We are subconsciously flooded with iconic brands and memorable graphics on a daily basis. We form relationships, build memories, and base decisions on and with these brands. In today's market of saturated competition for a given audiences attention, new and upcoming companies try to recreate that same feeling starting with their image, their logo. So what makes a logo become a brand?

It all starts with a logo and how a company represents and defines itself from that logo. This is the hard part … the designer's job is to create a graphic image that defines and/or sums up the personality of a company; giving it the ability to stand-alone.

Fresh Start

In the case of a start-up company who hasn't yet discovered it's personality, the project switches to creating that unique personality through graphic representation. The logo then becomes the starting point and reminder for what it means to be a part of that company. Here are some questions to ask your client when creating a logo from scratch.

  • 1. What kind of message, feeling, and/or atmosphere do you want to convey to your target audience about your business?
  • 2. Who is your target audience and what their demographic range?
  • 3. Who are your competitors and what will you offer or want to offer that is different?
  • 4. What current logos/brands, competitors included, appeal to you and why?
  • What kinds of imagery do you think best reflect your products/services?


In the case of a re-branding project it's a little more difficult in that the designer needs to first build a relationship with the current identity in order to learn what needs to change and how. The designer needs to be comfortable enough with the current brand so they can "tear it apart" carefully and strategically. What makes a good client to designer relationship at this point is how the designer handles the critically stage of re-evaluation. Here are some questions you (the designer) should ask yourself and the client during this delicate stage of a rebrand.

First and foremost, the client needs to think about, why they are rebranding and what they want to achieve with a rebranding?

From the designer's perspective, the answer to this question can't be all visual, i.e. don't like the color, or they are simple bored with it. It needs to be rooted in market strategy, i.e. trying to reach a new market or introduce new products, and/or your current brand doesn't affect your client base (client: you can ask those that are comfortable enough with you their thoughts on a rebranding, keep in mind not to ask what they think about the current logo…)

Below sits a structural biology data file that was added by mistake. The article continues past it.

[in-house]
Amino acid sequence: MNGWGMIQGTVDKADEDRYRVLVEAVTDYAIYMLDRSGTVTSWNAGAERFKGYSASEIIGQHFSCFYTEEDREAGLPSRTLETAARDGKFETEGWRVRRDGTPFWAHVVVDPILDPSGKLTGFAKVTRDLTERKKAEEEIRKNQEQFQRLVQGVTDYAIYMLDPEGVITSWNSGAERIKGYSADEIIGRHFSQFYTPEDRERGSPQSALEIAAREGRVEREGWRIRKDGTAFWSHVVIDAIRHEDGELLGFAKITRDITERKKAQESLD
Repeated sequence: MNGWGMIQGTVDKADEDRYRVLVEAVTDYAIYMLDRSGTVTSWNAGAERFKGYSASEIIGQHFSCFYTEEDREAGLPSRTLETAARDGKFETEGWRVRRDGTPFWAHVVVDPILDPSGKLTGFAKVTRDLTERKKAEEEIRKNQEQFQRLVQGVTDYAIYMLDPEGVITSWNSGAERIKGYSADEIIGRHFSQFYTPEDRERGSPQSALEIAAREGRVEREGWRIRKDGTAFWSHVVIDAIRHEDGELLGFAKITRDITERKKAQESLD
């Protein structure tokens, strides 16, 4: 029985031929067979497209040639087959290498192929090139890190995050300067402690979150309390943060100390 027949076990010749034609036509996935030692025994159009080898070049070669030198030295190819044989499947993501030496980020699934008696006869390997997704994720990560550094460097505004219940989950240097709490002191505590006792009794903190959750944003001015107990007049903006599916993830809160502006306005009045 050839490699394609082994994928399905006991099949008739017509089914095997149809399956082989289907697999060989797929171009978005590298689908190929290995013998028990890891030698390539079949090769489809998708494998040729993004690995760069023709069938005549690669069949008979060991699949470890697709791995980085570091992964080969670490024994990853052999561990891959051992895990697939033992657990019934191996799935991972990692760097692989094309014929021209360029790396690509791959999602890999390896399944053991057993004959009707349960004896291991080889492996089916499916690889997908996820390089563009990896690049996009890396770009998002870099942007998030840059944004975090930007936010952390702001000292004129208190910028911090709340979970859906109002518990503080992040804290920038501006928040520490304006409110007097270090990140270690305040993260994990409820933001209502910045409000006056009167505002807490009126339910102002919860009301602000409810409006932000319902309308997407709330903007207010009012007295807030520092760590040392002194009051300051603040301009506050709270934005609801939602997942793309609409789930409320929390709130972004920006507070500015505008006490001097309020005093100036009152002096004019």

• 1. Who, what and why do you think a rebranding is necessary
  • 2. How much will the finish project cost?

Full commitment to a successful re-brand requires revamping elsewhere, painting, new signage, new business cards, new décor, re-opening, and potentially a marketing campaign to re-introduce yourself.

  • 3. What is the goal for the new brand? Where is it going and where do you want it to go?
  • 4. How can the brand raise awareness and how long do you expect to see the fruits of your
  • labor … How will the brand increase ROI (return on investment)?

In summing all this up, your logo becomes a brand when the people that represent it believe in it. I once had a client tell me during a restaurant branding project, that he finally started to see the bigger picture once he saw the logo. Hearing that was the moment I began to feel the success of the project, even though the project had seemingly just started. The design gave him something to believe in for the long haul. As for the designer, if you can create an image that someone can be confident in the rest is up to the audience to create the brand.

Please leave your comments if you felt this article was helpful or useful in anyway. I'd love the feedback!